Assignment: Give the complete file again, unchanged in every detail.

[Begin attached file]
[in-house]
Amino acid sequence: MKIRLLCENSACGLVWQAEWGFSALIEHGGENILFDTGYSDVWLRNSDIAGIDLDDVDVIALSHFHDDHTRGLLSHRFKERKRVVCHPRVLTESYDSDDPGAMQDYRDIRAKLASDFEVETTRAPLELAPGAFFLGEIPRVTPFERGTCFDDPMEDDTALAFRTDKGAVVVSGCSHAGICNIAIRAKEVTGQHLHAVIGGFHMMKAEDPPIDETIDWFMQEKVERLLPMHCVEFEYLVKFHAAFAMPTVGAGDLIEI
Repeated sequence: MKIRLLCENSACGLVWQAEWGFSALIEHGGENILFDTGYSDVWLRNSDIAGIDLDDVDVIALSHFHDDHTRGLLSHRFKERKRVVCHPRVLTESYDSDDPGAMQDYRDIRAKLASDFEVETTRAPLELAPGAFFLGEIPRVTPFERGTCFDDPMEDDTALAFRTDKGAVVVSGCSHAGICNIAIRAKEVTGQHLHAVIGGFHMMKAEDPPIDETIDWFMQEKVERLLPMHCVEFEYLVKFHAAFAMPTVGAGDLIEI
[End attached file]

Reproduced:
[in-house]
Amino acid sequence: MKIRLLCENSACGLVWQAEWGFSALIEHGGENILFDTGYSDVWLRNSDIAGIDLDDVDVIALSHFHDDHTRGLLSHRFKERKRVVCHPRVLTESYDSDDPGAMQDYRDIRAKLASDFEVETTRAPLELAPGAFFLGEIPRVTPFERGTCFDDPMEDDTALAFRTDKGAVVVSGCSHAGICNIAIRAKEVTGQHLHAVIGGFHMMKAEDPPIDETIDWFMQEKVERLLPMHCVEFEYLVKFHAAFAMPTVGAGDLIEI
Repeated sequence: MKIRLLCENSACGLVWQAEWGFSALIEHGGENILFDTGYSDVWLRNSDIAGIDLDDVDVIALSHFHDDHTRGLLSHRFKERKRVVCHPRVLTESYDSDDPGAMQDYRDIRAKLASDFEVETTRAPLELAPGAFFLGEIPRVTPFERGTCFDDPMEDDTALAFRTDKGAVVVSGCSHAGICNIAIRAKEVTGQHLHAVIGGFHMMKAEDPPIDETIDWFMQEKVERLLPMHCVEFEYLVKFHAAFAMPTVGAGDLIEI